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Self government

Disney in the dark about Florida’s decision to dissolve self-government

LAKE BUENA VISTA, Fla. — At Walt Disney World’s first private government meeting since Florida Governor Ron DeSantis signed into law a measure to disband it next year, officials said Wednesday they were still confused about the meaning of the new legislation, although some ripple effects were beginning to be felt.

The government administrator, called Reedy Creek Improvement District, said the expansion of a solar power project could be delayed due to funding issues related to legislation, and the district’s firefighters’ union has expressed concerns. concerns about what disbanding might mean for members. lifetime benefits.

After the meeting, Donald Greer, a member of Reedy Creek’s board of supervisors since 1975, said the board could not provide clear answers on these questions because “we don’t know where we are going.”

“The district may have an answer as soon as we know what that means, but I don’t know if anyone knows what that means. I don’t think anyone has deciphered it,” Greer said.

DeSantis signed the measure into law last week in a move that many saw as punishment for Disney’s opposition to yet another new law banning gender identity and the teaching of sexual orientation at the start of elementary school, which critics call “Don’t Say Gay”.

Last week, a day before DeSantis signed the bill, the Reedy Creek Improvement District sent a statement to investors saying it would continue financial operations as usual. The district wrote that its agreement with the state prohibits Florida from limiting or altering the district’s ability to collect taxes or meet its obligations.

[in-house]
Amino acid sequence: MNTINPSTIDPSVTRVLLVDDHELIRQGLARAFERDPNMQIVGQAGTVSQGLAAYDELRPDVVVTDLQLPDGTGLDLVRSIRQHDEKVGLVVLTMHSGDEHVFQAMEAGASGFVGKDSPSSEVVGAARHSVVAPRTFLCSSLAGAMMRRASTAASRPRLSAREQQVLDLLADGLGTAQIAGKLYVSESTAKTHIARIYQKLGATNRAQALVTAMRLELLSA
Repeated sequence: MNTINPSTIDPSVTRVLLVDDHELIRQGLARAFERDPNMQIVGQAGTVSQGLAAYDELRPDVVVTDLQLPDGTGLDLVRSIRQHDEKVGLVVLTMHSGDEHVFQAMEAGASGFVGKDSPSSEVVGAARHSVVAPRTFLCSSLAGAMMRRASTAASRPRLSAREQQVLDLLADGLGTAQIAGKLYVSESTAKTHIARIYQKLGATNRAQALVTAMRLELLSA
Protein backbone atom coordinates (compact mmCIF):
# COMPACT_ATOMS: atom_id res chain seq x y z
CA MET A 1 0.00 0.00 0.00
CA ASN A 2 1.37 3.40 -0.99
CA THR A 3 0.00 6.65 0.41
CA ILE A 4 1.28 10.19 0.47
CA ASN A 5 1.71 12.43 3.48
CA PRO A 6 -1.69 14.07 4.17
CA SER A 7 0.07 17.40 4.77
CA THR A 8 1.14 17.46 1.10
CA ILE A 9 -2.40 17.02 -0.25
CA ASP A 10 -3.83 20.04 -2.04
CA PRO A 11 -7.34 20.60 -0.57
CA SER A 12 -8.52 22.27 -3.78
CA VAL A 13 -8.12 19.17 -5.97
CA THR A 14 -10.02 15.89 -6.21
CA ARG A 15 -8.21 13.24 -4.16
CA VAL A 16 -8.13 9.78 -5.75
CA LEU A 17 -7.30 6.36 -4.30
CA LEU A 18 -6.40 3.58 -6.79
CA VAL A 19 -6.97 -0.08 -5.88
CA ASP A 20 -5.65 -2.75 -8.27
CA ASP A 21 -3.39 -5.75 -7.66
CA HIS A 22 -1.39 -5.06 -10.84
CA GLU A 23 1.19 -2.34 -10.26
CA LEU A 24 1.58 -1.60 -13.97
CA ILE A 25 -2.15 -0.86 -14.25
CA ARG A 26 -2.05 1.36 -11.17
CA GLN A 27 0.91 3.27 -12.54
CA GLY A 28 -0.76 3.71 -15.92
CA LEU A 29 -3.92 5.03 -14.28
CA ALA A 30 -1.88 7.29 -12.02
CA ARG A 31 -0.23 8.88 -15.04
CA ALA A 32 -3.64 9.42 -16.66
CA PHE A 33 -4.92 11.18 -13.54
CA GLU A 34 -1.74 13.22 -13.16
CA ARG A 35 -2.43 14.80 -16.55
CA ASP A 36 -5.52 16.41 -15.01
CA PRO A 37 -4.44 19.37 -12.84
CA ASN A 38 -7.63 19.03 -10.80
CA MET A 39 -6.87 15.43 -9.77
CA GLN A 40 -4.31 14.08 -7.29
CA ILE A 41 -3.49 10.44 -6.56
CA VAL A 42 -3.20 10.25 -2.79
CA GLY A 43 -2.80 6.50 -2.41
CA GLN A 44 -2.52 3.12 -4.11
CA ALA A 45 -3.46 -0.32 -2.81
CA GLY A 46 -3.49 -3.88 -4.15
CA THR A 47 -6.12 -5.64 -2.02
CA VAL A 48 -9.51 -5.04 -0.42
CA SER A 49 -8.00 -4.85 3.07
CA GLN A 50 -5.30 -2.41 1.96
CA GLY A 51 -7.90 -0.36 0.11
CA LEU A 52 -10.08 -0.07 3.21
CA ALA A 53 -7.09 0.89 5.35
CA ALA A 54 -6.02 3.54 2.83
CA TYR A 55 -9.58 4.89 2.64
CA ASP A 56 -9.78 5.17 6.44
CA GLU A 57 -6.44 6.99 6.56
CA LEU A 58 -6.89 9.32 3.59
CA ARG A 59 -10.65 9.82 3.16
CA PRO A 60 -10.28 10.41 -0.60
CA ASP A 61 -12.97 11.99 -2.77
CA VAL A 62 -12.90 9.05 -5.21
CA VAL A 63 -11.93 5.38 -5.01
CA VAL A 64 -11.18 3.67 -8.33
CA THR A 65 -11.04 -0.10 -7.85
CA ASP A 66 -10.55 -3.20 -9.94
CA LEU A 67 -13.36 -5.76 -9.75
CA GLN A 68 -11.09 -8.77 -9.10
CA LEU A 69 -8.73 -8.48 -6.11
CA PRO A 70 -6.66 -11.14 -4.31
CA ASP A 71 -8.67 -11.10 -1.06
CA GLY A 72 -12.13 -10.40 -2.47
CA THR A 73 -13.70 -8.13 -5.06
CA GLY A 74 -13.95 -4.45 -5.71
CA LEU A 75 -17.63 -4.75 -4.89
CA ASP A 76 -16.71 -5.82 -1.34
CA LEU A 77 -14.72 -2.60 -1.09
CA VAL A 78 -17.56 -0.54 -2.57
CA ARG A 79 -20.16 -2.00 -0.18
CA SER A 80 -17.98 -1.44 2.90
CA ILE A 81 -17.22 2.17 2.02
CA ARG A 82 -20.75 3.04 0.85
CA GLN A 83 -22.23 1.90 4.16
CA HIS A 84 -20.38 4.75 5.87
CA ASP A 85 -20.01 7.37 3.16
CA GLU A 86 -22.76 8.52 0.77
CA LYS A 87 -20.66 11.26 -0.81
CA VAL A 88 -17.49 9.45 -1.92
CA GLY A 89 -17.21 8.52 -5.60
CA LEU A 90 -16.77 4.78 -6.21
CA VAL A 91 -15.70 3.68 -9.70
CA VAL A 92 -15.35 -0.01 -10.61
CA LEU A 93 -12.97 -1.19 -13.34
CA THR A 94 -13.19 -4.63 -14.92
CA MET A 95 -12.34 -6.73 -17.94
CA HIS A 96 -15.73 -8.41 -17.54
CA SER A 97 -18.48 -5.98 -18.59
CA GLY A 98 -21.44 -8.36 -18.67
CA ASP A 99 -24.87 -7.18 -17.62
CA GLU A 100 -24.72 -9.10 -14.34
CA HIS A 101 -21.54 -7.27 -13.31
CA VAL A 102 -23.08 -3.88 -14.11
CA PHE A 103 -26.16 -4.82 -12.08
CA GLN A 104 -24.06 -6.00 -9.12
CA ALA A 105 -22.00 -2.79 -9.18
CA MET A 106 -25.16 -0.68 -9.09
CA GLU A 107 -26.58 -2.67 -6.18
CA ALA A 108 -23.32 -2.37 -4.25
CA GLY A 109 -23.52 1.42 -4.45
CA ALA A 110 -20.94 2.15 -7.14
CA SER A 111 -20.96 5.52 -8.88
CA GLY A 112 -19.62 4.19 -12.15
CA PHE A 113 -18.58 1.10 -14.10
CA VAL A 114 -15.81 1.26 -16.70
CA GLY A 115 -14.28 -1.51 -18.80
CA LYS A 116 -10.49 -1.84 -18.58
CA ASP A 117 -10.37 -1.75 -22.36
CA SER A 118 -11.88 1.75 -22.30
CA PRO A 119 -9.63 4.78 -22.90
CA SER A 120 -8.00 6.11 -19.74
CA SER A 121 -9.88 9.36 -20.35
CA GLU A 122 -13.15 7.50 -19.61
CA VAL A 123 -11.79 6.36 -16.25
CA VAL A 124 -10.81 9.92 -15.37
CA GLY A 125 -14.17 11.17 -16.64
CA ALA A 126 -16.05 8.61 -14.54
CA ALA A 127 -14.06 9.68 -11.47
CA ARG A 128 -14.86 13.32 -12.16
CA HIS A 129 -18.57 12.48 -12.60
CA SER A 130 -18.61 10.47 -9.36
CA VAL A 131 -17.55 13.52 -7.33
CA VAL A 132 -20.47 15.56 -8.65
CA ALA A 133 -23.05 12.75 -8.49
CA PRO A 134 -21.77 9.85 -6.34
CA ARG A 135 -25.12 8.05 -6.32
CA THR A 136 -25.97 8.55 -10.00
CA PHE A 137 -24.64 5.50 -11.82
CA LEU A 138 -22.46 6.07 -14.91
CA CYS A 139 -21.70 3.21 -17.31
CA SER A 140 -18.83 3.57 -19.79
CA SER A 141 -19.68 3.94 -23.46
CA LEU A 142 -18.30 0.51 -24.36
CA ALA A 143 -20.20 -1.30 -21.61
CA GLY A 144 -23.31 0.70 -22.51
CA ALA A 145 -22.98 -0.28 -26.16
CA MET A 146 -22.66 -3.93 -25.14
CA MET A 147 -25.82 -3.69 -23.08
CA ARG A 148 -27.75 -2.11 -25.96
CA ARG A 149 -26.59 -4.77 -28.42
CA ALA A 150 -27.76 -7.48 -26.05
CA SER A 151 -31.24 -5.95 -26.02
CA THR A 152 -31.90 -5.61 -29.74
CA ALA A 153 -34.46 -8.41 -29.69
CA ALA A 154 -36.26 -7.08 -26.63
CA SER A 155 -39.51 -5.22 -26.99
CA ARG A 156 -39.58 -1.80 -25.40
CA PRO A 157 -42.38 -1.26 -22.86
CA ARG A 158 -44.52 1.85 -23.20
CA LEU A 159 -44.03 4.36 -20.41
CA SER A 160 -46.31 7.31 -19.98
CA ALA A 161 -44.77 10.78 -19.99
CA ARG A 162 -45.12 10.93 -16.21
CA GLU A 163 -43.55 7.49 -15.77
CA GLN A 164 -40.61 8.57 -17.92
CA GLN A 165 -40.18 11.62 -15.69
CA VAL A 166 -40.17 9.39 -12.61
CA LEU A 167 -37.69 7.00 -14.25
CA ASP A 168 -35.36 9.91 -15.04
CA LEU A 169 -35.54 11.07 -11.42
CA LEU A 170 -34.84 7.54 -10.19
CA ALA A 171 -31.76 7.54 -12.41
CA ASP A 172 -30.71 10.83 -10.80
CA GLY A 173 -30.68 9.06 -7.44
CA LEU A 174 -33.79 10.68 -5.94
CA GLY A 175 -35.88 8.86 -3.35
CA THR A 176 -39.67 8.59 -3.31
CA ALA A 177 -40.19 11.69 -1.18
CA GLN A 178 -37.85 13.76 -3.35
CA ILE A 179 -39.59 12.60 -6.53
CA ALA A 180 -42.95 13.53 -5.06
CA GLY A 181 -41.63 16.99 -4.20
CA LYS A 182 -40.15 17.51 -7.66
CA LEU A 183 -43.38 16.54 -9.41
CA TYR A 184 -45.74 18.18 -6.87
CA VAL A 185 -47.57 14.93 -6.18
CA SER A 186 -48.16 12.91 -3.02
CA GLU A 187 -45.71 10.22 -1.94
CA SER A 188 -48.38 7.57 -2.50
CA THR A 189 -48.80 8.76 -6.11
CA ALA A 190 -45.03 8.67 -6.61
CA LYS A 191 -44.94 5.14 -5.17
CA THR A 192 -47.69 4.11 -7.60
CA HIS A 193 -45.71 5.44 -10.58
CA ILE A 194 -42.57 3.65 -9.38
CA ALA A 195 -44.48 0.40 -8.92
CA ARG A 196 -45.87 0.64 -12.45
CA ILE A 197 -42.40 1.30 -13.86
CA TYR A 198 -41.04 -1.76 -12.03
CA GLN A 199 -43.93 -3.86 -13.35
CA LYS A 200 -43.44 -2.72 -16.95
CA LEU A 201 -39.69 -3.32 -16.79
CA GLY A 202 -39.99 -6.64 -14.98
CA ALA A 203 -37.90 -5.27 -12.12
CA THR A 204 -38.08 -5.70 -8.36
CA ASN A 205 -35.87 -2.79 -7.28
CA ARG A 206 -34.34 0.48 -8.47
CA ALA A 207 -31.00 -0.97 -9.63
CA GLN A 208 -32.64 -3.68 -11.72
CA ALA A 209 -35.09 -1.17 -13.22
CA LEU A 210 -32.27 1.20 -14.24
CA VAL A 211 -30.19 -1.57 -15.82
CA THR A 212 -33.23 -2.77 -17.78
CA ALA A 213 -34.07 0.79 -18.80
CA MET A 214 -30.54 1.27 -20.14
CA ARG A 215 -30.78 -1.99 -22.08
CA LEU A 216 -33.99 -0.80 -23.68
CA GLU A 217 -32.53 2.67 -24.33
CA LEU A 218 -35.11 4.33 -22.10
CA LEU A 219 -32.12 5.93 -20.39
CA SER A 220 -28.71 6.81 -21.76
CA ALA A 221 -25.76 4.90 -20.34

Critics of the dissolution bill have warned that taxpayers in neighboring counties could end up shouldering around $1 billion in debt to the district. DeSantis dismissed those concerns and said additional legislation would be drafted to clarify the future of these special districts in the state.

At the Reedy Creek meeting on Wednesday, District Administrator John Classe said a developer had run into difficulty funding a planned expansion of a solar power program, meaning he could be delayed.

Jon Shirey, union chief of Reedy Creek firefighters, who make up about half of the 400 private government employees, asked supervisors to reassure his members that their jobs and benefits would be preserved.

“We were told to be quiet, not to talk to the media, not to deal with current events,” Shirey told supervisors. “We were told that the district leaders would tell the story. They will be the ones to get the message across. I ask you: ‘What is this message?’

Teresa R. Cabrera

The author Teresa R. Cabrera